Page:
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The Climate Emergency Election — Time to Vote for Change

The Climate Emergency Election
Photo by Cyrus Crossan on Unsplash

10th December 2019

In October 2019, the Guardian newspaper — one of the world’s most respected media organisations, stated that: “We believe that the escalating climate crisis is the defining issue of our lifetimes and that the planet is in the grip of an emergency.

The Guardian were right to use this language, climate change is both the defining issue of our lifetimes and also the biggest challenge we’ve ever faced as a species. The time left to tackle this crisis is dwindling. The leading global panel on climate change — the IPCC said we have 11 years to tackle the climate crisis. But the IPCC’s forecasts are always conservative and the rate at which the climate is changing is far outpacing their predictions.

This leaves us with a major issue in that in the UK, as each sitting government can rule for five years before they are required to call an election. Five years could be all the time we have left to bring about the drastic and rapid changes we need to avoid climate and ecological breakdown. Indeed, a number of prominent climate scientists have written a commentary piece for the journal Nature, pointing out that we’re in a state of planetary emergency and that we have either exceeded or are very close to surpassing a number of tipping points.

Writing in the journal Bioscience, 11,000 climate scientists stated, “The climate crisis has arrived and is accelerating faster than most scientists expected. It is more severe than anticipated, threatening natural ecosystems and the fate of humanity…These climate chain reactions could cause significant disruptions to ecosystems, society, and economies, potentially making large areas of Earth uninhabitable.

Under the 2015 Paris deal, countries made a pledge to limit a global rise in temperatures to 2C or 1.5C if possible. However, to achieve the 1.5C target, essential for limiting the risk of surpassing a cascade of tipping points, countries will need to reduce emissions by 7.6% each year until 2030, according to the UN. As climate pledges currently stand, we’re on course for 3–4C of warming. This would be catastrophic.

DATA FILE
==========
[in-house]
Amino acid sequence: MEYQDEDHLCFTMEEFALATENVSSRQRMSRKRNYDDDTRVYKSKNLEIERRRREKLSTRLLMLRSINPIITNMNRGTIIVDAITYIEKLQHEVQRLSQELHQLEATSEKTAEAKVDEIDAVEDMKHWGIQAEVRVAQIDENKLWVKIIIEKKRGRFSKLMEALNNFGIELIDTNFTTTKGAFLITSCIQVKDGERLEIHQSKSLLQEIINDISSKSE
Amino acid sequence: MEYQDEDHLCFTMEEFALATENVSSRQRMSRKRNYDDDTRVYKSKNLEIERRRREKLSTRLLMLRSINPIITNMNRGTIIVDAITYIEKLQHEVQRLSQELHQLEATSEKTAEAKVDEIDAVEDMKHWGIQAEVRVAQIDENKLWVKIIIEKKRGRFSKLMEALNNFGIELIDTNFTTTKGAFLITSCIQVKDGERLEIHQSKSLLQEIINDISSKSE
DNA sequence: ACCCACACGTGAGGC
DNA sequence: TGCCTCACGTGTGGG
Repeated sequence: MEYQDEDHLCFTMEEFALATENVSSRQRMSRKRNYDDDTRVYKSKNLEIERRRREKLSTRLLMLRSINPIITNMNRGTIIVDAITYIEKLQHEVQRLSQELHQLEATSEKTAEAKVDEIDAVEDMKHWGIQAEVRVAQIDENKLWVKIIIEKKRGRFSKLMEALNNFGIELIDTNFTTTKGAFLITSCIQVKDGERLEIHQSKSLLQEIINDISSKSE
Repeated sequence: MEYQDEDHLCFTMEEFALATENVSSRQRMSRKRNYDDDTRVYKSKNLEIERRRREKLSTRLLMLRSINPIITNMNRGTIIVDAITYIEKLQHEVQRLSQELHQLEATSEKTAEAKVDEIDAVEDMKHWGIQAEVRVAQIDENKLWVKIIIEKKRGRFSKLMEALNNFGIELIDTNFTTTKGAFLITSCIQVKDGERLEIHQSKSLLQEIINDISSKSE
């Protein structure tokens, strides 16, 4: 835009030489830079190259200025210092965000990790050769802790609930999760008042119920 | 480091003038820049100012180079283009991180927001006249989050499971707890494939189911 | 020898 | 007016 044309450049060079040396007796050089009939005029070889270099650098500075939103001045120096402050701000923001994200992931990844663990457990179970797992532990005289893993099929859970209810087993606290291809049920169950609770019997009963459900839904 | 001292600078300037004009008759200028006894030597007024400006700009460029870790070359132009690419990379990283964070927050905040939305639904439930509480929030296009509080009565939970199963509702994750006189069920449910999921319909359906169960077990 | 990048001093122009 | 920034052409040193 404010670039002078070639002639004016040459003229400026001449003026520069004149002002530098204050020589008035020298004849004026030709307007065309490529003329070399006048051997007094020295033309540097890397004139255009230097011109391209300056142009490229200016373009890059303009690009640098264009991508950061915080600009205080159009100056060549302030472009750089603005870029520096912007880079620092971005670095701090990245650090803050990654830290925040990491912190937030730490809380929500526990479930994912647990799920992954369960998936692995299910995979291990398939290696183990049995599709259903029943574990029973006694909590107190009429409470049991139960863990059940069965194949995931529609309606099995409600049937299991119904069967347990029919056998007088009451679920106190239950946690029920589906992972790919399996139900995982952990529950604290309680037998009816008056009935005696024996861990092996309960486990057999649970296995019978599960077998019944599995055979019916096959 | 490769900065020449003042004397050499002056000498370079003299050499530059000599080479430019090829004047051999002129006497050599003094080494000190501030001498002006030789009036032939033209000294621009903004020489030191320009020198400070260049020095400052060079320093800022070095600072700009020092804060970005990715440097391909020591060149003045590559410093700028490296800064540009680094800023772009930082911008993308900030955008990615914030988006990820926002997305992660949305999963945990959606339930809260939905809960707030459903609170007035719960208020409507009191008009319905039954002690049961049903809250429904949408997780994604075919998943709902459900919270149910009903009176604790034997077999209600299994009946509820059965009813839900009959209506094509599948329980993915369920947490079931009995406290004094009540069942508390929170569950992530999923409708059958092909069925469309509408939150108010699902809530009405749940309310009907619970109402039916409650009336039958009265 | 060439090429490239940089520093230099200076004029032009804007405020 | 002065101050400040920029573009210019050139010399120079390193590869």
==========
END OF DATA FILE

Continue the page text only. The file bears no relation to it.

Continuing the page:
Yet Brexit is billed as the focus of this election. If we allow this Tory government another five years in office, we will overshoot our chance of preventing climate chaos as this party doesn’t grasp the magnitude of the crisis in front of their eyes. Other reasons to put your cross elsewhere on the ballot paper, include the Conservatives record on a number of other key issues including:

· Getting rid of 21,000 police officers over the last decade. Boris has now pledged an extra 20,000 police officers, so we’ll only be 1,000 short.

· Pushing the NHS to breaking point. Now allegations have arisen that Boris Johnson is pushing for a no deal Brexit, as that will make it easier for him to sell off large parts of the NHS to the US and Trump.

· Holding a completely unnecessary referendum on Brexit, that has divided the country in half and cost hundreds of millions in taxpayer’s money. Donald Tusk recently said that Brexit is one of the most spectacular mistakes in EU history.

· Increased use of foodbanks and rise in extreme poverty. According to the Guardian, “One in 50 UK households used a food bank in 2018–19, the study estimated, while at least 3m food parcels were given out — highlighting the rise in charity welfare and the impact of austerity cuts since the start of the decade, when only a small number of food banks existed.”

· Closing down of key community infrastructure such as libraries. Thanks to the Conservatives austerity programme, around 800 libraries have been closed down since 2010. A government that doesn’t understand the importance of books is one that doesn’t deserve the right to lead a country.

There are people who can’t stomach voting for Jeremy Corbyn and the Labour party, and I’m not surprised. My suggestion is to vote tactically to get the Tories out of power. There are several parties to choose from that are neither Tory nor Labour, depending on where you live. There are also sites like Remain United, set up by Gina Miller that explain how to vote tactically to remove the Tories from power on Thursday 12th December.

Writing in the Guardian, George Monbiot mentions that, “Only the Greens have really grasped what it means to democratise our relationship with the living world.” I believe he is correct and that’s why I’ll be voting for the Green Party. His article also provides a great analysis of each party’s climate and ecological pledges — you can read it in full here.

My hope is that people will do all in their power to stop a Conservative majority, which may condemn us to climate chaos, not to mention the breakdown of many other key pillars of our society.

My new cli-fi children’s picture book is Nanook and the Melting Arctic. Nanook is a caring polar bear who lives in the Arctic. But when his igloo starts melting, Nanook must find a way to save his friends and his home. He knows that the people who can help are also those who’ve caused the problem and he must find a way to convince leaders to act on the climate crisis. You can purchase Nanook from Amazon’s global stores including Amazon UK and Amazon US.

Published inThe Climate Crisis